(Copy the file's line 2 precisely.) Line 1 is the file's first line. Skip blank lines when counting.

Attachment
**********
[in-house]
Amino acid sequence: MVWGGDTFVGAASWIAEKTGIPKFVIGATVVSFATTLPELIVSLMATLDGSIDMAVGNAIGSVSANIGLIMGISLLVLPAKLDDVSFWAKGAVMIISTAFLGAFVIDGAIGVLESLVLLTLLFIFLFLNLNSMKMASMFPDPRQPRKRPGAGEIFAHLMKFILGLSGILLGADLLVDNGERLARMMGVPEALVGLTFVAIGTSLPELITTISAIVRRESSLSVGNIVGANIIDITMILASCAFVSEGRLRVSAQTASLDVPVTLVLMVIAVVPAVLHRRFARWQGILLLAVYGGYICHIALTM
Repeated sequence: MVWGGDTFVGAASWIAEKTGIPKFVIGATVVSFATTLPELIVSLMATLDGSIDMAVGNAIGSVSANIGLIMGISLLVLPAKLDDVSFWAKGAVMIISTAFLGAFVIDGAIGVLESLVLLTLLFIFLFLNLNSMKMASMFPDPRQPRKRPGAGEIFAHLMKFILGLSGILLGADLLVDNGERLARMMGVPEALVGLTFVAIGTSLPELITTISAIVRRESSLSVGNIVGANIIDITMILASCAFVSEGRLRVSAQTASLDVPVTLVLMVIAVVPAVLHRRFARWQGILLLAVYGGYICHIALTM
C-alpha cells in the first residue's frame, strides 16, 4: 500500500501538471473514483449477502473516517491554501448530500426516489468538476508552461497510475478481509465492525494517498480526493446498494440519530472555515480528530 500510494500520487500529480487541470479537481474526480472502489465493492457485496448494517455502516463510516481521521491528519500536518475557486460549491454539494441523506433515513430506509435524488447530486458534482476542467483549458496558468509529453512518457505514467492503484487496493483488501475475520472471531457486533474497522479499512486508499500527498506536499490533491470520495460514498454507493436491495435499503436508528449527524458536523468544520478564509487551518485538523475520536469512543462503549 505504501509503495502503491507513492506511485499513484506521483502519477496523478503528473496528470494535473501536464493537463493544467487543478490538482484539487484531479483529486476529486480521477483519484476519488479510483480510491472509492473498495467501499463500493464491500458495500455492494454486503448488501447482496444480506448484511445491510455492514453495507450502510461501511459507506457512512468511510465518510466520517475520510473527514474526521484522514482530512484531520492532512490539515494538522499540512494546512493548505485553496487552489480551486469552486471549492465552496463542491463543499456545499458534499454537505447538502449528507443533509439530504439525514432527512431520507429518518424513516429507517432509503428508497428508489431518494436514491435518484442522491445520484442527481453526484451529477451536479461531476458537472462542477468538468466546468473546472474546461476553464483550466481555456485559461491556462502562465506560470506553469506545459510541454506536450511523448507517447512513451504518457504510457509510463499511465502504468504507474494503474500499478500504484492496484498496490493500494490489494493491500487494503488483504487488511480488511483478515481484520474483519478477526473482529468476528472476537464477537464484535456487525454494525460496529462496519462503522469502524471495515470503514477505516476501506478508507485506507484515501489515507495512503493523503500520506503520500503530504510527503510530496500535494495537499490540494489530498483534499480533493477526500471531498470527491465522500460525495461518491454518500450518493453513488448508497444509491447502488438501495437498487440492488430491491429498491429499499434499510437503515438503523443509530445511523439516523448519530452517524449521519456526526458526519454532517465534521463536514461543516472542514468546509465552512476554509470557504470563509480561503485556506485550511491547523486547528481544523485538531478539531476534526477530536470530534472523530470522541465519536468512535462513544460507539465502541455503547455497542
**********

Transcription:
Amino acid sequence: MVWGGDTFVGAASWIAEKTGIPKFVIGATVVSFATTLPELIVSLMATLDGSIDMAVGNAIGSVSANIGLIMGISLLVLPAKLDDVSFWAKGAVMIISTAFLGAFVIDGAIGVLESLVLLTLLFIFLFLNLNSMKMASMFPDPRQPRKRPGAGEIFAHLMKFILGLSGILLGADLLVDNGERLARMMGVPEALVGLTFVAIGTSLPELITTISAIVRRESSLSVGNIVGANIIDITMILASCAFVSEGRLRVSAQTASLDVPVTLVLMVIAVVPAVLHRRFARWQGILLLAVYGGYICHIALTM